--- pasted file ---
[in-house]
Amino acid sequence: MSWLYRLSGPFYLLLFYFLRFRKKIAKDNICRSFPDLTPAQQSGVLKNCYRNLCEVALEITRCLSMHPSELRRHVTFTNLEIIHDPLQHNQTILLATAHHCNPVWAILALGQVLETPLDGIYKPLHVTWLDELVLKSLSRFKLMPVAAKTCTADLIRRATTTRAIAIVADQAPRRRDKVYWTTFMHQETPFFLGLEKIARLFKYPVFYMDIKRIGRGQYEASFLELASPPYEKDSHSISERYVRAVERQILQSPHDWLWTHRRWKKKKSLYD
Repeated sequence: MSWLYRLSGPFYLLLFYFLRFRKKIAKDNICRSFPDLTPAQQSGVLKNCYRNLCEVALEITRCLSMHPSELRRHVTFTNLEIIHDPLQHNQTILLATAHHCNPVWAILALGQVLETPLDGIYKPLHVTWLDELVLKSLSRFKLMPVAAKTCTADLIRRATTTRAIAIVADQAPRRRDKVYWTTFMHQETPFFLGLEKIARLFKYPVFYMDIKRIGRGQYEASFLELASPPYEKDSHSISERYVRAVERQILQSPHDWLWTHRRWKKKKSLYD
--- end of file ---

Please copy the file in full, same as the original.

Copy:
[in-house]
Amino acid sequence: MSWLYRLSGPFYLLLFYFLRFRKKIAKDNICRSFPDLTPAQQSGVLKNCYRNLCEVALEITRCLSMHPSELRRHVTFTNLEIIHDPLQHNQTILLATAHHCNPVWAILALGQVLETPLDGIYKPLHVTWLDELVLKSLSRFKLMPVAAKTCTADLIRRATTTRAIAIVADQAPRRRDKVYWTTFMHQETPFFLGLEKIARLFKYPVFYMDIKRIGRGQYEASFLELASPPYEKDSHSISERYVRAVERQILQSPHDWLWTHRRWKKKKSLYD
Repeated sequence: MSWLYRLSGPFYLLLFYFLRFRKKIAKDNICRSFPDLTPAQQSGVLKNCYRNLCEVALEITRCLSMHPSELRRHVTFTNLEIIHDPLQHNQTILLATAHHCNPVWAILALGQVLETPLDGIYKPLHVTWLDELVLKSLSRFKLMPVAAKTCTADLIRRATTTRAIAIVADQAPRRRDKVYWTTFMHQETPFFLGLEKIARLFKYPVFYMDIKRIGRGQYEASFLELASPPYEKDSHSISERYVRAVERQILQSPHDWLWTHRRWKKKKSLYD